Miller makes some startling claims about the successful growth model used in our society and mega churches. “We are beginning to realize that much of our churches’ emphasis on growth has produced the spiritual cousin of suburban tract homes, strip mining, and fast-food franchising. Unfortunately, many hungry churches are still buying into the fast-growth premise and promise without fully understanding the side effects.” Miller cites two of these side effects: “Rapid member turnover and staff burnout within many such churches keeps them forever having to replenish their congregations and leadership core.” This successful growth model has come with a price: a lack of relational cohesion. (p. 121)

In my work as a spiritual director with clergy and church leaders, I see many people trying to cope with the negative side effects of the growth model with its exhausting emphasis on numbers, productivity, and efficiency.

Near the end of the nineteenth century American psychologist and philosopher, William James, wacorn_sproutas also sniffing a change in the air, when he declared, “I am done with great things and big things, great institutions and big success, and I am for those tiny invisible molecular moral forces that work from individual to individual, creeping through the crannies of the world like so many rootlets, or like the capillary oozing of water, yet which, if you give them time, will rend the hardest monuments of man’s pride.”

I find in James’ words a prescient and powerful description of the yet to be invented world wide web.

In the spring of 1978, I stepped over the door sill to a new way of living and made a choice for the tiny molecular forces over the great institutions and big success. With only a vague sense of what the consequences might be, I took the less traveled road of a life of prayer and attention to the things of God. As I walked to the parking lot of Glen Oaks Community College, where I worked as an administrator, I was absorbed by an acute sense of my own seeming insatiable need for importance, for making a name for myself. I was weighed down by a restless dissatisfaction, the urgency to figure it all out, and get my life right. Mostly I was just so sick of myself and my whining. Out of that moment of personal honesty and weariness, I heard a call to ministry. I know. It sounds weird. A voice, which sure didn’t seem to be my mine, said, “Be a minister.” I was a church drop-out. I had never considered such a vocation before.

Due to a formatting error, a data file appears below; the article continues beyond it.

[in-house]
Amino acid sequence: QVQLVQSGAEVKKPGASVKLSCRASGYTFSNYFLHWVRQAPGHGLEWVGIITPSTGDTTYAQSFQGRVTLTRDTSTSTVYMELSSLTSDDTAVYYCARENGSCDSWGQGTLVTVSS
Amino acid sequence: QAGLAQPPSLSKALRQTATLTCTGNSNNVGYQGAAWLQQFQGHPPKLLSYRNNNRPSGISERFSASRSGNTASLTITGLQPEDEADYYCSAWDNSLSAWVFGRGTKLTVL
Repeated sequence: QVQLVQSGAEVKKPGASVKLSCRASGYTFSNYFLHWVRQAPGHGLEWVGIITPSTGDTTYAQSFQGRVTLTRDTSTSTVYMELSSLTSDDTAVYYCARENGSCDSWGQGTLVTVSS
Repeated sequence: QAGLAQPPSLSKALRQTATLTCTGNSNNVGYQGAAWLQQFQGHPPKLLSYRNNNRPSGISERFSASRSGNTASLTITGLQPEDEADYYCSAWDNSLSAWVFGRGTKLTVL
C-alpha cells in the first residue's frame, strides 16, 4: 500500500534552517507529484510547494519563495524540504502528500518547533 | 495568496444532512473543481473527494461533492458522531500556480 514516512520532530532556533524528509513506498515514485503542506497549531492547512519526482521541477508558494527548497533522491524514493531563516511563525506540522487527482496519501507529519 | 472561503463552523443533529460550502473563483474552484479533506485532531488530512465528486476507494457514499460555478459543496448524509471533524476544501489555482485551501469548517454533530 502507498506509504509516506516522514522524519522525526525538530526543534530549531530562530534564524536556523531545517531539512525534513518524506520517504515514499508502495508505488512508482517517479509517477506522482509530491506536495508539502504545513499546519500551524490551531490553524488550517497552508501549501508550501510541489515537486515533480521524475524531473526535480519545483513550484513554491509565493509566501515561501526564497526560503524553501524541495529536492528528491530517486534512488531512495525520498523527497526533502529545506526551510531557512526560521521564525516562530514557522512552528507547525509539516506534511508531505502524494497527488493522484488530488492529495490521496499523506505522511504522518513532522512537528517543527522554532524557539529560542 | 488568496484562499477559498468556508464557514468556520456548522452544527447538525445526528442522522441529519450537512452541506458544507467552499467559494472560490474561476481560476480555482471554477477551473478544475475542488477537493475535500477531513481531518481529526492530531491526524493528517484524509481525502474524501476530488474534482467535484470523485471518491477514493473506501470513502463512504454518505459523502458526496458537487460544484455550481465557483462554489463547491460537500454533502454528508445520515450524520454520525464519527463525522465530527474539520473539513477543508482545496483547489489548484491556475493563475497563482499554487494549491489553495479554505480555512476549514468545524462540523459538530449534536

road-to-Ra-bbit-Ridge-web-vYet I turned my back on great plans and big success and set off on a path of downward mobility. I confess that I am still not entirely converted. I am easily diverted by hype, glamour, and the allure of various definitions of success. Like my puppy on a walk, I get distracted by some new smell and go off the path to investigate. Before long I have forgotten my original intent and have become lost in the tantalizing tastes and odors of the swirl of big things, big tasks, and big impressions.

Ministry of course I soon discovered is not immune to big success. In fact we frequently get off the path and fall down before various idols – our organs, our windows, our buildings, our music department, our youth program, our pastor, our mission, our doctrines….

Here is William James again, writing to his friend H.G. Wells: “The moral flabbiness born of the exclusive worship of the bitch-goddess Success – that – with the squalid cash interpretation put on the word ‘success’ – is our national disease.” 

Early in September on the threshold of a new season in the digital age convergence of William James, M. Rex Miller, and my own story I find a synergy of hope and resonance. May some pieces come together for you this season too.

 Here is a prayer, an inoculation, if you will, against our national disease:

Oh, my God in heaven, save me from significance. Yank me by my collar from snuffling and slobbering before the bitch goddess, success. Help me to have more faith in things I cannot see, than things I can measure and bank and drive around town in. Teach me to trust those tiny bursts of energy jumping from person to person as slivers of grace, kindness, wisdom, and cheerfulness. Deliver me from my own insufferable self importance. Oh Indestructible Goodness, lie me down in the soft green pastures of humility, where I can spy your kingdom come, grinning and creeping through the crannies of the world.  Amen

sanctuary-tree-tiny1

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I Want It and I Want It Now!

Speeding trafficFeeling overwhelmed by the speed of life? M. Rex Miller, (The Millennium Matrix – Reclaiming the Past, Reframing the Future of the Church) identifies seven qualities to describe the dynamics of our present world. He lists the qualities, which are inherent in digital age media, as interconnection, complexity, acceleration, intangibility, convergence, immediacy, and unpredictability. These seven qualities, largely absent from the Biblical world, are directly affecting the life of our churches and the life of our souls.

I want it. I want it now. And by gum, I’m gonna get it!